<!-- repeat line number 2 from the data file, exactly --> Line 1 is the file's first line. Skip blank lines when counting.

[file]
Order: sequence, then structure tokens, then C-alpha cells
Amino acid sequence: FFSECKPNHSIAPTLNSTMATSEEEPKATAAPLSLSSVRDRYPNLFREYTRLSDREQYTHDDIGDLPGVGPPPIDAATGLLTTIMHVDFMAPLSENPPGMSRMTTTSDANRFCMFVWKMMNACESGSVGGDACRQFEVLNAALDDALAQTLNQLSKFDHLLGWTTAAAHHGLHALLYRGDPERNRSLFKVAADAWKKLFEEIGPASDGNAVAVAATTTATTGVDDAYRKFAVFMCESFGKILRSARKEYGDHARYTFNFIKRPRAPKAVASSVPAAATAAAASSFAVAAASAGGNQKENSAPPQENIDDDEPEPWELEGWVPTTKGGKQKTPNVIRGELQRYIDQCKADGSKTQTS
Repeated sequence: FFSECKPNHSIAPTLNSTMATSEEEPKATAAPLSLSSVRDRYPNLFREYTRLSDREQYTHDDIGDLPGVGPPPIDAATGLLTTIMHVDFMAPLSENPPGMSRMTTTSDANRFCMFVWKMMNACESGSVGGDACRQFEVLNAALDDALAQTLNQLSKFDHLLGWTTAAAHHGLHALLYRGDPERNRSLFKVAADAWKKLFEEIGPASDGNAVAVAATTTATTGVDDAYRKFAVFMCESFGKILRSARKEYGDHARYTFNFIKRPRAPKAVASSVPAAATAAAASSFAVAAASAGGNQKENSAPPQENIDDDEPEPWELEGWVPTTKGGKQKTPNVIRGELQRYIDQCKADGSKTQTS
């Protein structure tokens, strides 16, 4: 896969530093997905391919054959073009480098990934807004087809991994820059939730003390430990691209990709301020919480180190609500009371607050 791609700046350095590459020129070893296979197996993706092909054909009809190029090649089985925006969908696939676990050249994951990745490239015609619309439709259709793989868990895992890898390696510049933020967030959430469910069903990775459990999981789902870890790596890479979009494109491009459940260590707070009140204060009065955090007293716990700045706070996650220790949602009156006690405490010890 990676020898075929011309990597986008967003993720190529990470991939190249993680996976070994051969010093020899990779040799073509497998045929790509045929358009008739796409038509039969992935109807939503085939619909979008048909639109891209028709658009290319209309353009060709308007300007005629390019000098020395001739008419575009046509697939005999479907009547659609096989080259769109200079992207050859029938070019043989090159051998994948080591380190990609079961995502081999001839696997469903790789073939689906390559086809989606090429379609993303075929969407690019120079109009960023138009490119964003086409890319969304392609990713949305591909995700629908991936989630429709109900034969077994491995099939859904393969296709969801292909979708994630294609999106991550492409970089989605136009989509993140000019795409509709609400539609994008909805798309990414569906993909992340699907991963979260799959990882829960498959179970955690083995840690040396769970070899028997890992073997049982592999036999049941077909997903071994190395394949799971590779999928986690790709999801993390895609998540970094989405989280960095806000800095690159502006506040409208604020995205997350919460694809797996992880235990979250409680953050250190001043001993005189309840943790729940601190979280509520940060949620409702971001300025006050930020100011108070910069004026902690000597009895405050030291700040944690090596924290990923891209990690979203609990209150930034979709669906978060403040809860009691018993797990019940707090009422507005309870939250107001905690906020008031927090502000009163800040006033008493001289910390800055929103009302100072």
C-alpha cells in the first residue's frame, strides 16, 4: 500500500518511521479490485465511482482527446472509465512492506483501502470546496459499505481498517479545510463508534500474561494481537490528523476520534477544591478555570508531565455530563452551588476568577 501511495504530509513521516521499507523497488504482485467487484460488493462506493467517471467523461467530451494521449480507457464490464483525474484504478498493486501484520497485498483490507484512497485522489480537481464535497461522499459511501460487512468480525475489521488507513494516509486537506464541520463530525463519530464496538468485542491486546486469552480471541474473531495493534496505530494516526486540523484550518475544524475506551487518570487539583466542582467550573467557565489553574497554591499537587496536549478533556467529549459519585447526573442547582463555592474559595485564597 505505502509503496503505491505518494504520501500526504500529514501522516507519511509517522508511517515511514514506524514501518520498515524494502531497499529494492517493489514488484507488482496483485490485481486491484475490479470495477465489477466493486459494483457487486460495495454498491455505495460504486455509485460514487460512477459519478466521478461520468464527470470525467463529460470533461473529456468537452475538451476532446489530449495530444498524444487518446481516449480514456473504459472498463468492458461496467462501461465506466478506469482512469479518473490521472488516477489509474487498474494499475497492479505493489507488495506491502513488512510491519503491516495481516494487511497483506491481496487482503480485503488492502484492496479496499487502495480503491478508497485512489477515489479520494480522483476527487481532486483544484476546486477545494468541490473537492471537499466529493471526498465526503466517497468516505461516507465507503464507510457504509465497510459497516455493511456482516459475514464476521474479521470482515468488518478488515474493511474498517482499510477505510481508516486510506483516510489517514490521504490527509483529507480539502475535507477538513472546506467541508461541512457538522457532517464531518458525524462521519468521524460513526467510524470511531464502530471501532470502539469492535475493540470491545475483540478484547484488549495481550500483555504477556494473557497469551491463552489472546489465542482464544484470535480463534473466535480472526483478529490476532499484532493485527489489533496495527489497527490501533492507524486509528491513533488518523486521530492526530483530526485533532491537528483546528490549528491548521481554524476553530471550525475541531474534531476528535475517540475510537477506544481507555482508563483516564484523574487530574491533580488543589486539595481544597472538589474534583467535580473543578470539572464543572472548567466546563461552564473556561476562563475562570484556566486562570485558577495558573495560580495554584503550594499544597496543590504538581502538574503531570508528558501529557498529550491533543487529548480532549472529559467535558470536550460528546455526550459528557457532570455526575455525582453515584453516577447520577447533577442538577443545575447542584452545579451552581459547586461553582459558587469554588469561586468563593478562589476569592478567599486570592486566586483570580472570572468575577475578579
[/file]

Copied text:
Amino acid sequence: FFSECKPNHSIAPTLNSTMATSEEEPKATAAPLSLSSVRDRYPNLFREYTRLSDREQYTHDDIGDLPGVGPPPIDAATGLLTTIMHVDFMAPLSENPPGMSRMTTTSDANRFCMFVWKMMNACESGSVGGDACRQFEVLNAALDDALAQTLNQLSKFDHLLGWTTAAAHHGLHALLYRGDPERNRSLFKVAADAWKKLFEEIGPASDGNAVAVAATTTATTGVDDAYRKFAVFMCESFGKILRSARKEYGDHARYTFNFIKRPRAPKAVASSVPAAATAAAASSFAVAAASAGGNQKENSAPPQENIDDDEPEPWELEGWVPTTKGGKQKTPNVIRGELQRYIDQCKADGSKTQTS